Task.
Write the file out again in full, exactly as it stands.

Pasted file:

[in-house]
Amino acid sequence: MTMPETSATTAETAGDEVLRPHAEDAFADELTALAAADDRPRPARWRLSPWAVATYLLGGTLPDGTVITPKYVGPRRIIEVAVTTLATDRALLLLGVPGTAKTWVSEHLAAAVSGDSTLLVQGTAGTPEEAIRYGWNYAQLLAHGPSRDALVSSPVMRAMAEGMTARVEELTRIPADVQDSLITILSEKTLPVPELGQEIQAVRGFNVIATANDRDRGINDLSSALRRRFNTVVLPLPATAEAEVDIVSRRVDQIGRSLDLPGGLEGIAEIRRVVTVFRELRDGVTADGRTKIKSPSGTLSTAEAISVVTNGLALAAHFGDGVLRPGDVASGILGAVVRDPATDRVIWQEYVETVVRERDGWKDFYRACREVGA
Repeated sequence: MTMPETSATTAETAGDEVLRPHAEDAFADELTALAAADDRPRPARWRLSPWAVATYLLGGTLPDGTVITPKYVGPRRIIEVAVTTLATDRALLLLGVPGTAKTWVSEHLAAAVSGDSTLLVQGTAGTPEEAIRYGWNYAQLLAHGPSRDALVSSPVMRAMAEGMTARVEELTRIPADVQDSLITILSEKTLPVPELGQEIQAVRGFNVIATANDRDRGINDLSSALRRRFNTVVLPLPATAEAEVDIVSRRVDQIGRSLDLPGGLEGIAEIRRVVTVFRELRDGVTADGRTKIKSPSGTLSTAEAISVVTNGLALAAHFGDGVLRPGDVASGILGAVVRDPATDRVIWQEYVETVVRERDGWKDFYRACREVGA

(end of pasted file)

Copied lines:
[in-house]
Amino acid sequence: MTMPETSATTAETAGDEVLRPHAEDAFADELTALAAADDRPRPARWRLSPWAVATYLLGGTLPDGTVITPKYVGPRRIIEVAVTTLATDRALLLLGVPGTAKTWVSEHLAAAVSGDSTLLVQGTAGTPEEAIRYGWNYAQLLAHGPSRDALVSSPVMRAMAEGMTARVEELTRIPADVQDSLITILSEKTLPVPELGQEIQAVRGFNVIATANDRDRGINDLSSALRRRFNTVVLPLPATAEAEVDIVSRRVDQIGRSLDLPGGLEGIAEIRRVVTVFRELRDGVTADGRTKIKSPSGTLSTAEAISVVTNGLALAAHFGDGVLRPGDVASGILGAVVRDPATDRVIWQEYVETVVRERDGWKDFYRACREVGA
Repeated sequence: MTMPETSATTAETAGDEVLRPHAEDAFADELTALAAADDRPRPARWRLSPWAVATYLLGGTLPDGTVITPKYVGPRRIIEVAVTTLATDRALLLLGVPGTAKTWVSEHLAAAVSGDSTLLVQGTAGTPEEAIRYGWNYAQLLAHGPSRDALVSSPVMRAMAEGMTARVEELTRIPADVQDSLITILSEKTLPVPELGQEIQAVRGFNVIATANDRDRGINDLSSALRRRFNTVVLPLPATAEAEVDIVSRRVDQIGRSLDLPGGLEGIAEIRRVVTVFRELRDGVTADGRTKIKSPSGTLSTAEAISVVTNGLALAAHFGDGVLRPGDVASGILGAVVRDPATDRVIWQEYVETVVRERDGWKDFYRACREVGA